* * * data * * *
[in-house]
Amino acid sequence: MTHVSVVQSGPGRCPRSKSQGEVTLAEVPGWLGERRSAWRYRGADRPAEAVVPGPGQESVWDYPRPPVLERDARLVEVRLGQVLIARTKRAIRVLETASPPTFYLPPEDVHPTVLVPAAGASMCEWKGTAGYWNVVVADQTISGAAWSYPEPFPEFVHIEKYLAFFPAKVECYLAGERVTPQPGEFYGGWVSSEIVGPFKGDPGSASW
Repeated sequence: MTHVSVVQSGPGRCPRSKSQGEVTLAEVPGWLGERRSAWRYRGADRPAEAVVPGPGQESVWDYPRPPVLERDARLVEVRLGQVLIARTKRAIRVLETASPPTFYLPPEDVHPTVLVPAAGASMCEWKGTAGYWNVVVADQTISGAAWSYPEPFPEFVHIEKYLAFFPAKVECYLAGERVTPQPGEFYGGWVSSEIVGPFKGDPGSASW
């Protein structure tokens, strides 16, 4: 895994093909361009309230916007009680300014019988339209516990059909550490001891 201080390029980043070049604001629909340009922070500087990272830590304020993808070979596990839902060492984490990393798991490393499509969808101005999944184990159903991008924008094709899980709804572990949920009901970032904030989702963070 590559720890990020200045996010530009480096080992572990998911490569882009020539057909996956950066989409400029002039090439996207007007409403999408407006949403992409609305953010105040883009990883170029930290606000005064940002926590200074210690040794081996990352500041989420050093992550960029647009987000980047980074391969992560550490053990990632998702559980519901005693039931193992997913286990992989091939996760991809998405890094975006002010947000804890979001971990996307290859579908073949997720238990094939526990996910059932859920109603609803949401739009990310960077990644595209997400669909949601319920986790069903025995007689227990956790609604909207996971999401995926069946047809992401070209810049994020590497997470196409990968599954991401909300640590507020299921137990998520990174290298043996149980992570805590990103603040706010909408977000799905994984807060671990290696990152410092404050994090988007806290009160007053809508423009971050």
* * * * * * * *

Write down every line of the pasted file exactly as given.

[in-house]
Amino acid sequence: MTHVSVVQSGPGRCPRSKSQGEVTLAEVPGWLGERRSAWRYRGADRPAEAVVPGPGQESVWDYPRPPVLERDARLVEVRLGQVLIARTKRAIRVLETASPPTFYLPPEDVHPTVLVPAAGASMCEWKGTAGYWNVVVADQTISGAAWSYPEPFPEFVHIEKYLAFFPAKVECYLAGERVTPQPGEFYGGWVSSEIVGPFKGDPGSASW
Repeated sequence: MTHVSVVQSGPGRCPRSKSQGEVTLAEVPGWLGERRSAWRYRGADRPAEAVVPGPGQESVWDYPRPPVLERDARLVEVRLGQVLIARTKRAIRVLETASPPTFYLPPEDVHPTVLVPAAGASMCEWKGTAGYWNVVVADQTISGAAWSYPEPFPEFVHIEKYLAFFPAKVECYLAGERVTPQPGEFYGGWVSSEIVGPFKGDPGSASW
């Protein structure tokens, strides 16, 4: 895994093909361009309230916007009680300014019988339209516990059909550490001891 201080390029980043070049604001629909340009922070500087990272830590304020993808070979596990839902060492984490990393798991490393499509969808101005999944184990159903991008924008094709899980709804572990949920009901970032904030989702963070 590559720890990020200045996010530009480096080992572990998911490569882009020539057909996956950066989409400029002039090439996207007007409403999408407006949403992409609305953010105040883009990883170029930290606000005064940002926590200074210690040794081996990352500041989420050093992550960029647009987000980047980074391969992560550490053990990632998702559980519901005693039931193992997913286990992989091939996760991809998405890094975006002010947000804890979001971990996307290859579908073949997720238990094939526990996910059932859920109603609803949401739009990310960077990644595209997400669909949601319920986790069903025995007689227990956790609604909207996971999401995926069946047809992401070209810049994020590497997470196409990968599954991401909300640590507020299921137990998520990174290298043996149980992570805590990103603040706010909408977000799905994984807060671990290696990152410092404050994090988007806290009160007053809508423009971050």